Chinese weddings


Vladimir Chapman's picture
Fri, 03/02/2012 - 11:30 -- Mo

Last weekend I experienced a Chinese Wedding in Chengdu, being from the UK, I did not know what to expect. As a safe bet, I showed up in a suit anticipating that everyone would be in suits. However, to my amazement, all were dressed in a casual manner. Jeans and a shirt. Luckily the bride and groom were wearing that of more of a western tradition. The appropriate suit for the groom and the classic white wedding dress for the bride. The event proceeded with taking vows and seemed as if it was a show put on for our entertainment; no complaints on that.

Chinese marriage was created between 400 to 200BC and has six rituals known as the three letters and six etiquettes. I wonder if this was followed out by the couple. 

The first of the six etiquettes is the proposal. This is where the parents of an unmarried boy would find a potential bride for their son. They would then seek out a matchmaker to help resolve the interests between the two families when discussing about marriage between the two families .

The next was the birth dates. This is when the matchmaker would take the birthdays of both the potential bride and groom, and with some crazy formula of fortune telling, work out if they were a good match. By good match, I mean, would they have good fortune. If the result was bad, then there would be no marriage. If the result was good, you have one lucky son.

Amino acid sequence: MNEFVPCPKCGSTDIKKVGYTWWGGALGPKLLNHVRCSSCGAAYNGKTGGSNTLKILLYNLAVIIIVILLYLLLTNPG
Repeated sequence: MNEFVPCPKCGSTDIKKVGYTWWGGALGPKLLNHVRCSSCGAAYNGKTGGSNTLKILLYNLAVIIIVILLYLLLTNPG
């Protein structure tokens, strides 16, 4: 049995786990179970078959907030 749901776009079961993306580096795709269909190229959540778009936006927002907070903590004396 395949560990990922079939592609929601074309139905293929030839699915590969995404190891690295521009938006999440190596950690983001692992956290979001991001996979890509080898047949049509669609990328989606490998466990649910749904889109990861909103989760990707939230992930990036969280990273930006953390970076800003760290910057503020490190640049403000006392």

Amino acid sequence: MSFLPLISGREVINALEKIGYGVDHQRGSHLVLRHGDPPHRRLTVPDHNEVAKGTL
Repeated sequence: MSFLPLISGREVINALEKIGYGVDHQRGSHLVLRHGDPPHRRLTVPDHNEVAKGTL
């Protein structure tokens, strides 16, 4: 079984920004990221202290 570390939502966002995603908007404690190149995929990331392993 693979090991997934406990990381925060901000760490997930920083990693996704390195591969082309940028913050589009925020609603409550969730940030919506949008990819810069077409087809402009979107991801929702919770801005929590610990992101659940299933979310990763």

If you were fortunate enough to get past stage two, then there would be betrothal gifts to the bride. This is when the parents of the groom would send the bride some gifts, along with the betrothal letter to the bride’s family. This then leads nicely to the next etiquette of wedding gifts sent from the groom’s family to the the bride’s family. These usually included an array of food, cakes and religious items. I suppose the richer the groom’s parents the better the gifts.

Then the wedding date would be arranged from the Tung Shin (Chinese Lunar Calender). Again the ideal of selecting a good date would secure a good future for the couple. When the date was secured and it finally came to the wedding ceremony. This is where all that hard work pays off and the couple finally wed. However, this is probably hardest part of a wedding.

At the wedding I went to it consisted of a huge meal displayed on tables around you. Nothing like wedding food. However the food would have to wait, for the ceremony begins before the meal. It consisted of the sharing of vows. The wedding ring placed on the brides finger. The usual sort of thing you see at a wedding. However, there was an old Chinese tradition upheld. This where tea, held in both hands, was offered by the bride to her parents kneeling down . This was to pay respect for raising her. Then the bride would then offer tea to the father of the groom and kneel again. While the groom knelt in front of his mother offering tea. In return of this the couple would receive red envelopes from the people invited containing money or jewelery, or both.

So next time when in China try and get yourself invited to a Chinese wedding. They are a nice way to spend the day. Meet new people, eat some delicious food and drink some wine. What more can you ask? Thank you WindhorseTour for a most enjoyable day.


Vladimir Chapman's picture

Thank you Mo that was very informative... I have learned a lot about the Chinese Wedding Traditions and this might explain the HSBC advert where an elderly Chinese man is handing out red envelopes (although to his grandchildren I believe).
Kind Regards,

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